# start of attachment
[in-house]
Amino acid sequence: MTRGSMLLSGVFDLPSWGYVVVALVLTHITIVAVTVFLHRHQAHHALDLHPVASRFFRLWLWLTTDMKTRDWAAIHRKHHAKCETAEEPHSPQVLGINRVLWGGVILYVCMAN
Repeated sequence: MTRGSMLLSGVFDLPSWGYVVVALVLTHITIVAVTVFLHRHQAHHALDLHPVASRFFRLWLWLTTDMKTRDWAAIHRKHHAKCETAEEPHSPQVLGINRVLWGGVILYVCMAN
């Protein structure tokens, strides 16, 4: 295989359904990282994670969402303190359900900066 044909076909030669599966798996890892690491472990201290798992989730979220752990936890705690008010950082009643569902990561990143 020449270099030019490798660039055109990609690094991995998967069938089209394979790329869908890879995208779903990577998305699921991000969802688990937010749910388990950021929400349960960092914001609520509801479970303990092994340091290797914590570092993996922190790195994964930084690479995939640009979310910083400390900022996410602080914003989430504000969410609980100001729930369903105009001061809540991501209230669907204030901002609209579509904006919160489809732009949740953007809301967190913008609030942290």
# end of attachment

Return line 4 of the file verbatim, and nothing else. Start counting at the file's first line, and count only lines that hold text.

């Protein structure tokens, strides 16, 4: 295989359904990282994670969402303190359900900066 044909076909030669599966798996890892690491472990201290798992989730979220752990936890705690008010950082009643569902990561990143 020449270099030019490798660039055109990609690094991995998967069938089209394979790329869908890879995208779903990577998305699921991000969802688990937010749910388990950021929400349960960092914001609520509801479970303990092994340091290797914590570092993996922190790195994964930084690479995939640009979310910083400390900022996410602080914003989430504000969410609980100001729930369903105009001061809540991501209230669907204030901002609209579509904006919160489809732009949740953007809301967190913008609030942290």